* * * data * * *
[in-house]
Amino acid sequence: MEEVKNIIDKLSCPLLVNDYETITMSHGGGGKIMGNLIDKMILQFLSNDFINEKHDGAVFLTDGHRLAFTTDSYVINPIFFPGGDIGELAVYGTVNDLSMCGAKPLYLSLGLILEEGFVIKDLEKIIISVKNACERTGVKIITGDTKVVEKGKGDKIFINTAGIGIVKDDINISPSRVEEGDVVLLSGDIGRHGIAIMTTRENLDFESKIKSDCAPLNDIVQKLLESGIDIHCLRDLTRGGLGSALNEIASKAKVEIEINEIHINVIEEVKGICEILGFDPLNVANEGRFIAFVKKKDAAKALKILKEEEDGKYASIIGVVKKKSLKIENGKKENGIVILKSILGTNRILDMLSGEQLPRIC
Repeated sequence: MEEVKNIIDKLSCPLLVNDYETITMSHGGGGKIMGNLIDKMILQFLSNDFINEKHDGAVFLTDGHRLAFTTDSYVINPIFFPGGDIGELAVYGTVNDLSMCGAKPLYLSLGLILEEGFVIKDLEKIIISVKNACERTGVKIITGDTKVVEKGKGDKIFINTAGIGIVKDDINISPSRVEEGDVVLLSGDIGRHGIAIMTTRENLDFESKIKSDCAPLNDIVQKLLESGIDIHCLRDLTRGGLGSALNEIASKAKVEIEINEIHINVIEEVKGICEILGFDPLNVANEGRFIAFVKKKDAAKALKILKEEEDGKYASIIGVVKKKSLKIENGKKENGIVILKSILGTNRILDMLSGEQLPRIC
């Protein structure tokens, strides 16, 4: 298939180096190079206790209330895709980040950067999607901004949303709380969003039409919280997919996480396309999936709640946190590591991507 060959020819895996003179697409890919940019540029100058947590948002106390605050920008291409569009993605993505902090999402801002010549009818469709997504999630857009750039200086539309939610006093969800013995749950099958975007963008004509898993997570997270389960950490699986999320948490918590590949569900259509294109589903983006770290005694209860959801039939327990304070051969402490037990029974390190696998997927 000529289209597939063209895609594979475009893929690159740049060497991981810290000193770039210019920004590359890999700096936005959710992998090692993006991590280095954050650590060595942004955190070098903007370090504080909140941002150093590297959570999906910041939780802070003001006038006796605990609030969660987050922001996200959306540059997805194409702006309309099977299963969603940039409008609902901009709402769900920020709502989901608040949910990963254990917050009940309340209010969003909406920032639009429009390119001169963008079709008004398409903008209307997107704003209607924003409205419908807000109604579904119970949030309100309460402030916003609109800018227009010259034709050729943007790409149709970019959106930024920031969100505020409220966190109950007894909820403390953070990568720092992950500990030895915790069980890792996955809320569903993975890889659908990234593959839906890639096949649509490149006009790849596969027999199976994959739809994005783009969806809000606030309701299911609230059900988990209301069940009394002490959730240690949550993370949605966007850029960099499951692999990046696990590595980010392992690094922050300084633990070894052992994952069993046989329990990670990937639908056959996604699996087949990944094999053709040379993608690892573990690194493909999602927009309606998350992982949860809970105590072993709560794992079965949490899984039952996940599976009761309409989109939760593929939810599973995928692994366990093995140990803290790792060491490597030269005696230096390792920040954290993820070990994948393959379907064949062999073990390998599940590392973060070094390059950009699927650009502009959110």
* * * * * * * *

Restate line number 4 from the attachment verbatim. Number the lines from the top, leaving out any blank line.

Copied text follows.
């Protein structure tokens, strides 16, 4: 298939180096190079206790209330895709980040950067999607901004949303709380969003039409919280997919996480396309999936709640946190590591991507 060959020819895996003179697409890919940019540029100058947590948002106390605050920008291409569009993605993505902090999402801002010549009818469709997504999630857009750039200086539309939610006093969800013995749950099958975007963008004509898993997570997270389960950490699986999320948490918590590949569900259509294109589903983006770290005694209860959801039939327990304070051969402490037990029974390190696998997927 000529289209597939063209895609594979475009893929690159740049060497991981810290000193770039210019920004590359890999700096936005959710992998090692993006991590280095954050650590060595942004955190070098903007370090504080909140941002150093590297959570999906910041939780802070003001006038006796605990609030969660987050922001996200959306540059997805194409702006309309099977299963969603940039409008609902901009709402769900920020709502989901608040949910990963254990917050009940309340209010969003909406920032639009429009390119001169963008079709008004398409903008209307997107704003209607924003409205419908807000109604579904119970949030309100309460402030916003609109800018227009010259034709050729943007790409149709970019959106930024920031969100505020409220966190109950007894909820403390953070990568720092992950500990030895915790069980890792996955809320569903993975890889659908990234593959839906890639096949649509490149006009790849596969027999199976994959739809994005783009969806809000606030309701299911609230059900988990209301069940009394002490959730240690949550993370949605966007850029960099499951692999990046696990590595980010392992690094922050300084633990070894052992994952069993046989329990990670990937639908056959996604699996087949990944094999053709040379993608690892573990690194493909999602927009309606998350992982949860809970105590072993709560794992079965949490899984039952996940599976009761309409989109939760593929939810599973995928692994366990093995140990803290790792060491490597030269005696230096390792920040954290993820070990994948393959379907064949062999073990390998599940590392973060070094390059950009699927650009502009959110």